Part I provides background information on the extension of the right to counsel from the trial to other critical stages of criminal proceedings. Specifically, it focuses on cases involving plea bargaining, as well as seminal cases addressing ineffective assistance of counsel. After introducing these concepts, the Comment looks more carefully at Missouri v. Frye and Lafler v. Cooper, in which the Supreme Court clarified the remedy available to defendants granted habeas relief because of counsel ineffectiveness during plea bargaining.

Part II focuses on several of the root causes of ineffective counsel, namely overcriminalization, excessive caseloads, and the institutional cultures of prosecutorial teams and public defender offices. These issues help explain the practices of overcharging defendants and extending exploding offers, and the effects they have on agents within the emerging plea bargaining market.

Part III charts several possible paths that litigation challenging these practices could take, with an eye towards eventual reforms. (12) Further, it suggests the potential implications Frye and Lafler could have upon the plea bargaining process. It looks first at how Frye and Lafler could directly affect defense attorneys and prosecutors, and then it forecasts possible litigation that could bring about specific reforms within the plea bargaining process, such as some of the challenges mentioned in Part II.



The Sixth Amendment guarantees assistance of counsel for those accused of criminal offenses. (13) Since the Amendment's passage in the eighteenth century, the doctrine of assistance of counsel has evolved to accommodate developments within the criminal justice system (14) and the establishment of new forms of police procedure. As part of the development of this area of law, the Supreme Court in Powell v. Alabama recognized that the rights of those accused of criminal offenses do not attach only at trial and that deprivation of the right to counsel constitutes a due process violation under the Fourteenth Amendment. (15) Indeed, there are earlier, critical stages of criminal proceedings during which the absence of counsel could cause substantial prejudice to the accused, who thus has a constitutional right to counsel at these stages. (16)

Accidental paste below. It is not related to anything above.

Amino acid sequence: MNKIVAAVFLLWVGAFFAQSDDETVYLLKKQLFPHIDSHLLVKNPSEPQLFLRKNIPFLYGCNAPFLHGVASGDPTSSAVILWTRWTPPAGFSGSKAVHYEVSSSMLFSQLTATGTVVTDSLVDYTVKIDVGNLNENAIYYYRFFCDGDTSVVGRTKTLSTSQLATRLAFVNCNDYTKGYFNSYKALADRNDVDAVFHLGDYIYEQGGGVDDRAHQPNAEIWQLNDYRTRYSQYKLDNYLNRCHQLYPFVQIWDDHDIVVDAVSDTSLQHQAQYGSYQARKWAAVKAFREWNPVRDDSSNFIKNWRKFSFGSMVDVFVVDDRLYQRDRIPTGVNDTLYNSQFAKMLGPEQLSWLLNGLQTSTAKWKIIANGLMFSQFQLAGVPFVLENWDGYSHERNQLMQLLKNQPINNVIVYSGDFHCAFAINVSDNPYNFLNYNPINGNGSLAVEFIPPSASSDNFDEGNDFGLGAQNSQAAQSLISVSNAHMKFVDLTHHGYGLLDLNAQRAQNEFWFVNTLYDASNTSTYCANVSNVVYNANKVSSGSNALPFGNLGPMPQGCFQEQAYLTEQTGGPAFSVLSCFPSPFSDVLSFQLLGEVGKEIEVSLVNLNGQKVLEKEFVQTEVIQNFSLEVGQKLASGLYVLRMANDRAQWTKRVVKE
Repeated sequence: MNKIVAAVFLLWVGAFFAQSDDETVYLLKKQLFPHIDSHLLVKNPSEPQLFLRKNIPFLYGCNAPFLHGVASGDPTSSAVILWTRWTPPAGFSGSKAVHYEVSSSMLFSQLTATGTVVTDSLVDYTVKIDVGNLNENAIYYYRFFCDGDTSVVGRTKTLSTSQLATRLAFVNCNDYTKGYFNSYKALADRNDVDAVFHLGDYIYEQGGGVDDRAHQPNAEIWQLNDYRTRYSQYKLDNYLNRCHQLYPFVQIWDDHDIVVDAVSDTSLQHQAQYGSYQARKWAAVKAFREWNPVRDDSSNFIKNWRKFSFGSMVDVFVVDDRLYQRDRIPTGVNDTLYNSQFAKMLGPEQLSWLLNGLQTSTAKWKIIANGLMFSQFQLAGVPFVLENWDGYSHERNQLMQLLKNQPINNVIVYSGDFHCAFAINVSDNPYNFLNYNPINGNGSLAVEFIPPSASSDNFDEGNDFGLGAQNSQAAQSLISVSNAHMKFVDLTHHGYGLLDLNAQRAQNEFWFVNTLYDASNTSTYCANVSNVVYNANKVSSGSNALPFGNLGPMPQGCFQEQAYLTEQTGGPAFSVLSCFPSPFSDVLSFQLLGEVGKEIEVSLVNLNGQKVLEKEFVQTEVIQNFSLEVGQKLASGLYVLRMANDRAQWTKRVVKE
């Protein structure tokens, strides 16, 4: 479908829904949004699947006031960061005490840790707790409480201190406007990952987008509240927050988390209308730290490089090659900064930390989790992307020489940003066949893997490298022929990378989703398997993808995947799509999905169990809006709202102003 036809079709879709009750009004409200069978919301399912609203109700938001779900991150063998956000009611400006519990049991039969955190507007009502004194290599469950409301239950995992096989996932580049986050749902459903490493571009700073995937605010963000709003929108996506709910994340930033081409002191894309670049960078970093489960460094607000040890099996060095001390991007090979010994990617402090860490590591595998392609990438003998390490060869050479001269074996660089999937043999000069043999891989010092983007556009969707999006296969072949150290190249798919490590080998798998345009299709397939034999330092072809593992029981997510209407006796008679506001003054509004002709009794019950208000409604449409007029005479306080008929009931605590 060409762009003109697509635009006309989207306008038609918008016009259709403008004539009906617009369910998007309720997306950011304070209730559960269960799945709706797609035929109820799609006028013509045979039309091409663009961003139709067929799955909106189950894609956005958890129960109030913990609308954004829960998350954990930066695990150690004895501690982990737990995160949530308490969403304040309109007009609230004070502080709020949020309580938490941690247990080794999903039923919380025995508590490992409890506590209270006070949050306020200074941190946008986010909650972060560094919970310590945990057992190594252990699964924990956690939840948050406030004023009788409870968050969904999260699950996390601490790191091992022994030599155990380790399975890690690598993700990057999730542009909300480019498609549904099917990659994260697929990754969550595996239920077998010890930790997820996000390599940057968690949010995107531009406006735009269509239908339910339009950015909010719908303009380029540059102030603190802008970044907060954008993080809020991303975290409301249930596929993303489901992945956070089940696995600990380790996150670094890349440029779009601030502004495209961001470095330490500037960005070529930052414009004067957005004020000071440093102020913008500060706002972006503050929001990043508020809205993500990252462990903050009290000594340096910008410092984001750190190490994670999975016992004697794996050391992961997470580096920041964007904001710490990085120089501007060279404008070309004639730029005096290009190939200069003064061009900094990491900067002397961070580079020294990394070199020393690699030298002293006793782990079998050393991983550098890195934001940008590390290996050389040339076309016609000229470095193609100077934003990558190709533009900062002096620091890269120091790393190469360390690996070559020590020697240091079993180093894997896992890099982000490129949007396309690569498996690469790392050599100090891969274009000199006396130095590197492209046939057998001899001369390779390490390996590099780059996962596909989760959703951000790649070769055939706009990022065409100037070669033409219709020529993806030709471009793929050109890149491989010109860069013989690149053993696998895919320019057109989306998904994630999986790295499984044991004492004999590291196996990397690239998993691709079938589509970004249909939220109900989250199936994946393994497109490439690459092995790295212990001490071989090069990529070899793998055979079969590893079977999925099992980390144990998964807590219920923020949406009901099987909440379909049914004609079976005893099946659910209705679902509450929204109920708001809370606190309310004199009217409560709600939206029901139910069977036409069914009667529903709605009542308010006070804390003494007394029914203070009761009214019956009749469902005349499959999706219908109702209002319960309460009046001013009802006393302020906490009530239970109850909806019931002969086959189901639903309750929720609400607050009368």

In Massiah v. United States, the Court held that when an indicted defendant had retained counsel, government agents could not elicit statements outside of counsel's presence. (17) The Court reversed Massiah's conviction on the grounds that the government improperly arranged a meeting between the indicted defendant and a cooperative codefendant during which the defendant made incriminating statements outside the presence of counsel. (18) Citing Powell v. Alabama, the Court noted that the interval between arraignment and trial was "perhaps the most critical period of the proceedings" and that the defendant had the right to assistance of counsel in investigating the charged offense and preparing for trial. (19) When the government covertly elicited incriminating statements from an indicted defendant who had obtained counsel, it violated this right. (20)

In United States v. Wade, the Court recognized the post-indictment lineup as another such "critical" stage at which the accused required counsel on account of the potential for police suggestivity. (21) Such suggestivity, the Court opined, could substantially damage the accused's chance of a fair trial, as an untrained citizen would be unable to detect suggestivity without the assistance of counsel. (22)

In addition to guaranteeing defendants the right to counsel at certain stages of criminal proceedings, the Court made clear in Gideon v. Wainwright that the right to counsel applies in all criminal proceedings; the Court held that the right to counsel, "fundamental and essential to a fair trial," applied in all courts, federal and state. (23) The Court extended Gideon in Argersinger v. Hamlin, emphasizing the necessity of counsel in all cases where a guilty plea could result in imprisonment, including misdemeanor cases with sentences under six months. (24)